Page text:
by Daniel DiPasquo

Filed Under:
corporate games, energy, greentech

chevron, starbucks

Big Energy Company Makes Small Effort To Go Green

from the better-than-nothing? dept

As big energy companies jump into the green tech gold rush, some of them have faced criticism that their efforts amount to little more than a cosmetic makeover. Chevron's recent release of an online game in which players are asked to tackle the energy demands of a virtual city does little to soothe such critics. Chevron was beaten to the punch by Starbucks, of all companies, who launched a similarly themed online game back in April. Both companies state their aim to increase awareness of energy issues and encourage participation in the search for solutions. Judging by their investment of creativity into these games, however -- Starbucks' "Planet Green Game" is both more fun and more informative than "Energyville" -- the energy company has been soundly beaten on their own turf by the coffee company (even then, Starbucks' game won't be mistaken as much fun or brilliantly informative any time soon). Chevron appears to have realized that video games can be a useful tool to reach the upcoming generation of their customers and investors; it so happens that it is also this game-playing generation that will face the environmental, security, and economic problems related to energy demand. Unfortunately, Chevron's half-baked game is unlikely to generate any real dialogue, and, for critics, it certainly fails to demonstrate a serious commitment by the company to solving these problems.

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  • identicon
    Anoymous of Course, 12 Sep 2007 @ 3:03pm

    My awareness is risen

    "Both companies state their aim to increase awareness of energy issues..."

    This in itself is absurd.

    Anyone who is not aware of the high cost of energy, the
    need to conserve where possible and the deleterious effects
    consumption exerts on the environment, must be living under
    a rock.

    This is nothing more corporate image buffing and it's not
    even effective at that.

    reply to this | link to this | view in chronology ]

  • identicon
    Matt, 12 Sep 2007 @ 3:28pm

    I don't know. I found the game fairly interesting. While the Starbucks game seems to focus mostly on environmental issues, this game tasks you to balance environmental concerns with economics factors and energy security. Perhaps a less idealistic, but more appropriate way to look at the issues.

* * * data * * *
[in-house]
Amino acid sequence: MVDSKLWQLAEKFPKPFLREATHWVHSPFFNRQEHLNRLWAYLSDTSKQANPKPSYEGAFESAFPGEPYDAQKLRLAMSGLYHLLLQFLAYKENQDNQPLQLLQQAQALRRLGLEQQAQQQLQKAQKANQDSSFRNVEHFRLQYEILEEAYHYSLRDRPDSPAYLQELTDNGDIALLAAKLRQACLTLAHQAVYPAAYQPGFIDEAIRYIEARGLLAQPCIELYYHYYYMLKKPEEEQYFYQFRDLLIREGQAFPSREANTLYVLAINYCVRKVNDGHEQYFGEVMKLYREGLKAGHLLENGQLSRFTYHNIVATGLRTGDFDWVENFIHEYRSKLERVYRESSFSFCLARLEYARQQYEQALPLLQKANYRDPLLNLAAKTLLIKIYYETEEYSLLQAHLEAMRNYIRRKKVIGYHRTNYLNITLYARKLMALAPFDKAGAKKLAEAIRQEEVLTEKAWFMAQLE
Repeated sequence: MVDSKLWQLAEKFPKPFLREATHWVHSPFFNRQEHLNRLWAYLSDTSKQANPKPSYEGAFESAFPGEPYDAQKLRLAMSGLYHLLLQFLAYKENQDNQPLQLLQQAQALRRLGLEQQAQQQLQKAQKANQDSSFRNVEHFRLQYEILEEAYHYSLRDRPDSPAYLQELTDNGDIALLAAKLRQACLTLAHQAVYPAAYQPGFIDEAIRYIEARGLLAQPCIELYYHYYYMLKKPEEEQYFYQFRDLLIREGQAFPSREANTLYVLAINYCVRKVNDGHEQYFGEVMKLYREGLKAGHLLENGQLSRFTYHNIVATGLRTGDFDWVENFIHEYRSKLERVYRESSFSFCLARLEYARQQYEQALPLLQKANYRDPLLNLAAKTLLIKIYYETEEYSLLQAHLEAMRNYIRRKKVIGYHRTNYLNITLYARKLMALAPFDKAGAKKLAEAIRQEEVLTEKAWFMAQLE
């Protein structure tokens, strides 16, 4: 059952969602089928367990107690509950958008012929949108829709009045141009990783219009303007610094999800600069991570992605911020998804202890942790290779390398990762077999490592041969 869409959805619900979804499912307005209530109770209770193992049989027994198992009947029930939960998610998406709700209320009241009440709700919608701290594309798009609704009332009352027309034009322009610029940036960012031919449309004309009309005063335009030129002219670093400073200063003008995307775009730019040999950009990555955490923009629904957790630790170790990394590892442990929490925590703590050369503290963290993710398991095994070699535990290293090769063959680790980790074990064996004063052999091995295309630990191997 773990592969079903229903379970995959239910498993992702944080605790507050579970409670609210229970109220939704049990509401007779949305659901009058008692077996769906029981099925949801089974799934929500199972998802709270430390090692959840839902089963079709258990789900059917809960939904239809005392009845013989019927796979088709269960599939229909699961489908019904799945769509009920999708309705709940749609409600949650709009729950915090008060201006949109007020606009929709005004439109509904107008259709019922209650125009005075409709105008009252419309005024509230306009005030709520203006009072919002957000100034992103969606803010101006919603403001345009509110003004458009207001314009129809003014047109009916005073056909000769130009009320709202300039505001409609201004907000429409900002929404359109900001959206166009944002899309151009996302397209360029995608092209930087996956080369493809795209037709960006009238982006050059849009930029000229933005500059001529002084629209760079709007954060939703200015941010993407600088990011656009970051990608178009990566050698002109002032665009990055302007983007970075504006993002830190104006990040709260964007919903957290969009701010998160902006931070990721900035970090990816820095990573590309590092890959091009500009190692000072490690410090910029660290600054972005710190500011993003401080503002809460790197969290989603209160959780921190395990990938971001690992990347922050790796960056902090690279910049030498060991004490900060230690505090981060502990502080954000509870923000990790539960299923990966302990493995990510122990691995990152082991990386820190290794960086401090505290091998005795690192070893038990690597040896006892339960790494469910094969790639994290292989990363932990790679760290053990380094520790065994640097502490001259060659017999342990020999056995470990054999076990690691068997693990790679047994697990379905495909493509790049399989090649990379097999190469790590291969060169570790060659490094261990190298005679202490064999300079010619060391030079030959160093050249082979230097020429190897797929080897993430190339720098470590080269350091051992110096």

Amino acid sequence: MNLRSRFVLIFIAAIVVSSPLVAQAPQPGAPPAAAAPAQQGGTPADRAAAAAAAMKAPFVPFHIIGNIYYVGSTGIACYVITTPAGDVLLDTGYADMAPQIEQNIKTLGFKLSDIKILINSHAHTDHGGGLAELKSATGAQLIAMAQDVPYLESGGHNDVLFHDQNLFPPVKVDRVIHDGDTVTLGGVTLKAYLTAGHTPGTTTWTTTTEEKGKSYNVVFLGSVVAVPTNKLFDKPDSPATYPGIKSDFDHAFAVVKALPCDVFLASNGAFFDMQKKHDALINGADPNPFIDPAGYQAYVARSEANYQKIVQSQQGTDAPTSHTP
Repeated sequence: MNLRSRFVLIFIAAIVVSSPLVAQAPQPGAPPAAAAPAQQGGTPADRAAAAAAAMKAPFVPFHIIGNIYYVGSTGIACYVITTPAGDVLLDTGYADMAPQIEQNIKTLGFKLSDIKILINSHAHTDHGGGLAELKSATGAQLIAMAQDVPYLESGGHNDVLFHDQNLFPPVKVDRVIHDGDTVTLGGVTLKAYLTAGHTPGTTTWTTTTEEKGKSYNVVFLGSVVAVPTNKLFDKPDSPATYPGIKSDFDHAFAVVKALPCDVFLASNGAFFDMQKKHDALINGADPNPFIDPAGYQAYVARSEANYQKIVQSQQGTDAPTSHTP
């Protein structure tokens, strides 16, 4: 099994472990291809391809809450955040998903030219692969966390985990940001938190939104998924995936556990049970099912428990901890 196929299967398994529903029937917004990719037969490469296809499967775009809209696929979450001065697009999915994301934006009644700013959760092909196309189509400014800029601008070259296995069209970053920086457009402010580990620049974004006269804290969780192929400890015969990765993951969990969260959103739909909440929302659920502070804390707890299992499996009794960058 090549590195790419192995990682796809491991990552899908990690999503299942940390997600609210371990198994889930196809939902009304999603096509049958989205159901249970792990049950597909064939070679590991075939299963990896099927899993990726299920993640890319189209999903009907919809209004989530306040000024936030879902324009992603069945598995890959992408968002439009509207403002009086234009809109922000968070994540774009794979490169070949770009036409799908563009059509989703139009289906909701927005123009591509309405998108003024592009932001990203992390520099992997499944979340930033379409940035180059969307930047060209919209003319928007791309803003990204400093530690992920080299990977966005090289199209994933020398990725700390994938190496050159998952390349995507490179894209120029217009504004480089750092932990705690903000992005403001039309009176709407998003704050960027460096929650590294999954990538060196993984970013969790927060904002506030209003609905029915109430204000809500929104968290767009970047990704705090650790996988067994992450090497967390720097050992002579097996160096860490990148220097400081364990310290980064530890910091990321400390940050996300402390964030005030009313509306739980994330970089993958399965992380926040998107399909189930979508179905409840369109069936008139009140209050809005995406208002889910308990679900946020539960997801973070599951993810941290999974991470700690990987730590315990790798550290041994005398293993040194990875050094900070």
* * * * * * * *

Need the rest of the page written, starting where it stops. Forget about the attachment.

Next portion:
reply to this | link to this | view in chronology ]

  • identicon
    Charles Griswold, 13 Sep 2007 @ 8:36am

    The only solution I can see.

    The only solution that I can see, at least in the short-to-medium term, is nuclear energy.

    reply to this | link to this | view in chronology ]

  • identicon
    Boost, 13 Sep 2007 @ 10:20am

    God forbid...

    That we use less energy. *everyone gasps*

    Here in America we have some real entitlement issues that have to do with our energy consumption. Basically we feel that it is our god given right to use as much as we possibly can afford and everyone else be damned. It's going to take a real attitude change before we can make any real progress, which is why we need fresh, innovative thinkers in positions of power to implement change. Games like this are doing their part to change the attitudes of the younger generations. We need fewer people making statements like, "This will never work so therefore let's keep doing things like we've always done it.", and more people saying, "This can work, we just need to work hard to figure out how." Change is hard, but it's good to hear that some big players are trying to help change people's attitudes. Now, if Starbucks would tear out their drivethrough windows and start putting up bicycle racks.

    reply to this | link to this | view in chronology ]

  • identicon
    Ben Cipiti, 15 Sep 2007 @ 11:41am

    The Energy Construct

    It is difficult to believe the reports or studies of big oil companies when it comes to energy economics. I work at a national laboratory and have been frustrated at how difficult it can be to find unbiased information on alternative energy. This was part of the reason I decided to do my own research and write a book on how our country can achieve a clean energy future. It's called, "The Energy Construct" and I hope it helps to provide a roadmap for energy policy in the future. Check it out at www.theenergyconstruct.com

    reply to this | link to this | view in chronology ]

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